Joey joins Singapore Zoo's family of Goodfellows' tree kangaroos

28 JUL 2020
The course of true love never did run smooth, and for Goodfellow’s tree kangaroos Makaia and Nupela, it took some warming up before sparks flew. However, it was worth the wait as the pair is now proud first-time parents to a male joey that was born on 4 February this year.

Mum Nupela enjoys a nutritious snack while her joey, a male, dangles his paw from her pouch. He then sneaks a peek, taking in the new sights and sounds of his surroundings in Singapore Zoo. 

PHOTO CREDIT: WILDLIFE RESERVES SINGAPORE

Nupela gave birth earlier this year on 4 February and her care team witnessed the baby crawl into the safety of mum’s pouch. Although a first-time mother, Nupela is a natural and her instincts see her regularly cleaning her pouch and grooming her little one who is growing fast.

PHOTO CREDIT: WILDLIFE RESERVES SINGAPORE

Goodfellow’s tree kangaroos are among the rarest animals in zoos around the world. With the arrival of this miniscule marsupial, the global population of this species under human care now stands at just 58 individuals.

As with all marsupials, tree kangaroos are born in an almost embryonic state after a gestation of about 40 days. The jellybean-sized newborn has to make an ardous crawl into the mother’s pouch

where the rest of its development takes place. Only about eight months later will the joey emerge from the pouch completely and take its first tentative steps to explore its surroundings.

Nupela’s dedicated care team witnessed the birth and the joey’s epic crawl into mom’s pouch. The bond and trust between mum and her keepers allow daily checks on Nupela’s pouch to monitor the baby’s growth and record significant developments including the moment when the joey popped his hairless head out of the pouch on 7 July 2020 for a look-around.

Nupela and the-yet-to-be-named baby can be viewed at their exhibit in Singapore Zoo, while dad Makaia takes a break from the public eye in an off-exhibit area, to allow mom and baby to bond.

Five-year-old Makaia and six-year-old Nupela were paired under a Global Species Management Plan (GSMP) for Goodfellow’s tree kangaroos in 2016. The pair arrived from Adelaide Zoo and Taronga Zoo respectively, in the hopes of starting a family.

Endorsed by the World Association of Zoos and Aquariums (WAZA) in 2013, the primary goal of the GSMP is to oversee the cooperatively managed global population of Goodfellow’s tree kangaroos in participating zoos. These include zoos in Australia, Europe, North America, Japan, and Singapore which cooperate to enhance the sustainability of the global population under human care, and also act as assurance population should there be a catastrophic decline in the wild.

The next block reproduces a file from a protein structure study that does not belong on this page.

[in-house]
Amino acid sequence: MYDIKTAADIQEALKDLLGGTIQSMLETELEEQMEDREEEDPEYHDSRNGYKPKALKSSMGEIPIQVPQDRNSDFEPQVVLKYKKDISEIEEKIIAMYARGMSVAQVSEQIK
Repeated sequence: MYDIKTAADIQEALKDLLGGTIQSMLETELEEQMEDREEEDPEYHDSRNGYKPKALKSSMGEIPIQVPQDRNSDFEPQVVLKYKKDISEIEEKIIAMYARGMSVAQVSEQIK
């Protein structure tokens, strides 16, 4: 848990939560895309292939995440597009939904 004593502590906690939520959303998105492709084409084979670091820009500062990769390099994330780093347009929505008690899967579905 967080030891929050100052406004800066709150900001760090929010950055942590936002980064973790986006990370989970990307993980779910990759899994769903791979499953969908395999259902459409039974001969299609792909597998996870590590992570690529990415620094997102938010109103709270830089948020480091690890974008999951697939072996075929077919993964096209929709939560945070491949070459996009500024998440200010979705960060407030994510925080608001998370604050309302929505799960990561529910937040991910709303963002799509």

Pairing suitable individuals from participating zoos aim to minimise inbreeding of related animals and enhance the genetic viability of the species under human care. Singapore Zoo’s contributions to the GSMP included two previous transfers: a Singapore-born female to France’s Beauval Zoo in February 2019, and a local born male to Japan’s Yokohama Zoo in May 2016.

Dr Cheng Wen-Haur, Deputy Chief Executive Officer and Chief Life Sciences Officer, Wildlife Reserves Singapore, said: “In these uncertain times, the birth of this Goodfellow’s tree kangaroo is certainly a ray of light for the Global Species Management Plan. Such programmes enable zoos the world over to breed threatened species in a scientific and coordinated manner to achieve demographic and genetic sustainability. Together with conservation efforts in the animals’ natural habitats, these breeding programmes help to ensure the survival of the species.”

Named after Walter Goodfellow, the British zoological collector who discovered them, this species of tree kangaroo is classified as endangered under the IUCN* Red List of Threated Species due to unsustainable hunting and loss of habitat. In the last 50 years, its population has declined by about 50 per cent.

* International Union for the Conservation of Nature

Keepers conduct daily pouch checks on Nupela and her joey to ensure the young one is developing well. Photo taken on 11 June 2020 when the joey was four months old. At five months old now, the male baby has started to pop his hairless head out of mom’s pouch to take in the new sights and sounds around him.

PHOTO CREDIT: WILDLIFE RESERVES SINGAPORE

Proud dad Makaia is currently taking a break from the public eye in an off-exhibit area, to allow mom Nupela and joey to bond.

PHOTO CREDITS: WILDLIFE RESERVES SINGAPORE